The Forest Spirit looks like a deer, but with more antlers and a human-like face; He can transform into a gigantic, semi-translucent humanoid during the night called the Night-Walker.
The Deer God "Forest Spirit" is the protector of the Cedar Forest and is the God of life and death. He heals Ashitaka of his bullet wound, yet interestingly leaves his curse. Later, he takes the life of Okkoto and Moro. Lady Eboshi shot him as he was transforming into the humanoid-like Night-Walker which then releases his destructive body and steals the life of everything he touches, until Ashitaka and San return his head, restoring peace.
- Immortality and invulnerability. The emperor Mikado believes it is possible to become immortal by eating his head. As Eboshi shows that the Night-Walker is vulnerable by shooting off his head.
- Powers over life. His blood cures all illness and curses, which can be seen at the end of the movie. When he touches the ground, the plants under his feet die and grow instantly. He can heal wounds by touching them with his mouth, however he cannot take away curses that way.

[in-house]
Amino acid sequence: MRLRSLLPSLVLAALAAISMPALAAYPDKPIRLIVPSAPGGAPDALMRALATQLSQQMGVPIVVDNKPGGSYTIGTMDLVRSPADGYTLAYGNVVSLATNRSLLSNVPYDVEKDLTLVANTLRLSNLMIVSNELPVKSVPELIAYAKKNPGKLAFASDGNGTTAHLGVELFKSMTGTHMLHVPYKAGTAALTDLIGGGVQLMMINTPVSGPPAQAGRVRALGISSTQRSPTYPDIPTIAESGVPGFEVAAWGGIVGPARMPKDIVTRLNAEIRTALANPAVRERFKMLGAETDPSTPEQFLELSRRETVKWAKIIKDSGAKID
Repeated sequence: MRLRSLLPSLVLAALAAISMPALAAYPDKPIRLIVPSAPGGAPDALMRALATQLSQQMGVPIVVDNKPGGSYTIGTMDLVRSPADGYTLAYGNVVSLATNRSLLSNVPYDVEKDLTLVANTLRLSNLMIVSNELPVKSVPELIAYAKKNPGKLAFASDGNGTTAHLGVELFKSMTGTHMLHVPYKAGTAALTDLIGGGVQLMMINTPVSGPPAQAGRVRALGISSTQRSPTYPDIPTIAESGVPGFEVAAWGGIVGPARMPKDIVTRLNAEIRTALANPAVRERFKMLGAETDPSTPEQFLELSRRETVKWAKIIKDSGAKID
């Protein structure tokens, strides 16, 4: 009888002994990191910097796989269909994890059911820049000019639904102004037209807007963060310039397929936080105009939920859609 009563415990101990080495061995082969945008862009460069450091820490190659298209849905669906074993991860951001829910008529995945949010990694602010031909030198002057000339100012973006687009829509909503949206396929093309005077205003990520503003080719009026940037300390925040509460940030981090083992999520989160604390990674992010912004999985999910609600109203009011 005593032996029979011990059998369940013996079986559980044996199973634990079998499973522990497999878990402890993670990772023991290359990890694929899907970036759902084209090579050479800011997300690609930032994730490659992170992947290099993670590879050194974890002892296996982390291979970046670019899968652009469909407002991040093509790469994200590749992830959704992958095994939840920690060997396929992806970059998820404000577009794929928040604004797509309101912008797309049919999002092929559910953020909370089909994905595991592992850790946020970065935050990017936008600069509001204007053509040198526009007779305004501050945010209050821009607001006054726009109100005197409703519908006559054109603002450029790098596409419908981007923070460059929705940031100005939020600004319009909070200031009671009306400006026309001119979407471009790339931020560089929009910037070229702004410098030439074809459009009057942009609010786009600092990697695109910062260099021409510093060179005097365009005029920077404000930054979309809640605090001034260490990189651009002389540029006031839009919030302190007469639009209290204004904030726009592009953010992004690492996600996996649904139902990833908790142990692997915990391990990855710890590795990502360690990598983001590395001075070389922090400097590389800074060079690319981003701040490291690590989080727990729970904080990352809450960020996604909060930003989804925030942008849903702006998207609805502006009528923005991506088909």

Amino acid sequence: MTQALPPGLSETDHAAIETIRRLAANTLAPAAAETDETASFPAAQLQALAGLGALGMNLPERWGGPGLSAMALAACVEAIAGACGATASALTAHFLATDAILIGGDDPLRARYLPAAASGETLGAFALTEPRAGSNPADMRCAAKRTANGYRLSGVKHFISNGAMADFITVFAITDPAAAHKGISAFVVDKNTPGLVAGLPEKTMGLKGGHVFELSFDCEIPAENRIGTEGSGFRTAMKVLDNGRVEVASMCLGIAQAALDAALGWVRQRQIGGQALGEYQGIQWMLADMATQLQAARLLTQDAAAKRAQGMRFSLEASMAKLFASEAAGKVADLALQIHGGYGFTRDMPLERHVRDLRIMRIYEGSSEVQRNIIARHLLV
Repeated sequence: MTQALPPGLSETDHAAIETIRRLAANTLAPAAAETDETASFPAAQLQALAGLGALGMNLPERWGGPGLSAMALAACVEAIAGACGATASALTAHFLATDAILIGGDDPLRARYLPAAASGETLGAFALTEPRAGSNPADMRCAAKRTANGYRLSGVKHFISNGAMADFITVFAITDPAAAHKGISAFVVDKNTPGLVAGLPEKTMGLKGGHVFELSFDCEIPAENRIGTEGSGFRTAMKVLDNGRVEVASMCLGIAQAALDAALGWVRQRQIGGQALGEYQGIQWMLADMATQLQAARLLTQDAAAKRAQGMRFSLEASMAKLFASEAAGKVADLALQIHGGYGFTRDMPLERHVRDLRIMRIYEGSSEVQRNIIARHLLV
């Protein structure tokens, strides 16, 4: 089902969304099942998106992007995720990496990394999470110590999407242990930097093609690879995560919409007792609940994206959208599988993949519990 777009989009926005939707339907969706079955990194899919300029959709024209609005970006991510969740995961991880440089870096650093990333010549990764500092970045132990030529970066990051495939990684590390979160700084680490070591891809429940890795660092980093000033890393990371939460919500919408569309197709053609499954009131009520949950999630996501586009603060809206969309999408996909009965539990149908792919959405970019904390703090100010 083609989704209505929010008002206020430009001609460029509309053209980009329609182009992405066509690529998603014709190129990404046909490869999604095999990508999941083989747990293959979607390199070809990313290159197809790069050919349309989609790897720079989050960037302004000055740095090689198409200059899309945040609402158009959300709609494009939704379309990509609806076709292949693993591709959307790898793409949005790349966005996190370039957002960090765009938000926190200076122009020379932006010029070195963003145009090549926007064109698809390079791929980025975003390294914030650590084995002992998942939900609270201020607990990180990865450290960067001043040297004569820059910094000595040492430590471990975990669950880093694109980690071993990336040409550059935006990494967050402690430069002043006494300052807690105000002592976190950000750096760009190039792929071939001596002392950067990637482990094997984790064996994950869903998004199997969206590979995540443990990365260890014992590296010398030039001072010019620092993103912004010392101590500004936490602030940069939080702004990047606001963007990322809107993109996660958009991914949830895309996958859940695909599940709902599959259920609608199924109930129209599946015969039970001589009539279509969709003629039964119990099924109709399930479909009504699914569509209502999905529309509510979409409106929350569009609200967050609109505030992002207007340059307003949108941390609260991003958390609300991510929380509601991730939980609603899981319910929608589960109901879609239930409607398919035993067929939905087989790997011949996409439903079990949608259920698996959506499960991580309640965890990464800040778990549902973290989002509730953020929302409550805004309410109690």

- Powers over death. He can end life. Demons don't fear anybody, beside the Forest Spirit. He takes Okkoto's life, who becomes a demon as a result. Kohroku believed he would die if he looked into the Forest Spirit's eyes, though this is just a superstition.
- Night-Walker. At the Sea of the Forest Spirit, he transforms into the Night-Walker at midnight. If he loses his head, he becomes the Night-Walker with tentacles searching for his head. The tentacles eat everything in their way.
In Japanese mythology, he is called Yatsukamizuomitsuno, who is worshipped in Nagahama, Shiga. His origin is from buddhism script The Kasuga Deer Mandala, where he is seen as a deer with a tree on his head. He is the power that forms a planet.
The Night-Walker is called Daidarabotchi in Japanese. In the movie, the deer-like Forest Spirit and the Night-Walker are the personification of the Forest. They are neither good nor evil.
- ↑ The Art of The Princess Mononoke
- ↑ Moro didn't die, but she is almost dead.
- ↑ [eos.kokugakuin.ac.jp/modules/xwords/entry.php?entryID=1304 Daisen Shinkou] (jap.), retrieved december 1st, 2013
- ↑ Kasuga Deer Mandala, 14. Jhd., Nara National Museum, rtrieved november 26th, 2012
- ↑ Hayao Miyazaki: Recovery of Japanese Cultural Values (eng.), Autor: Aurora van Zoelen, retrieved december 13rd, 2012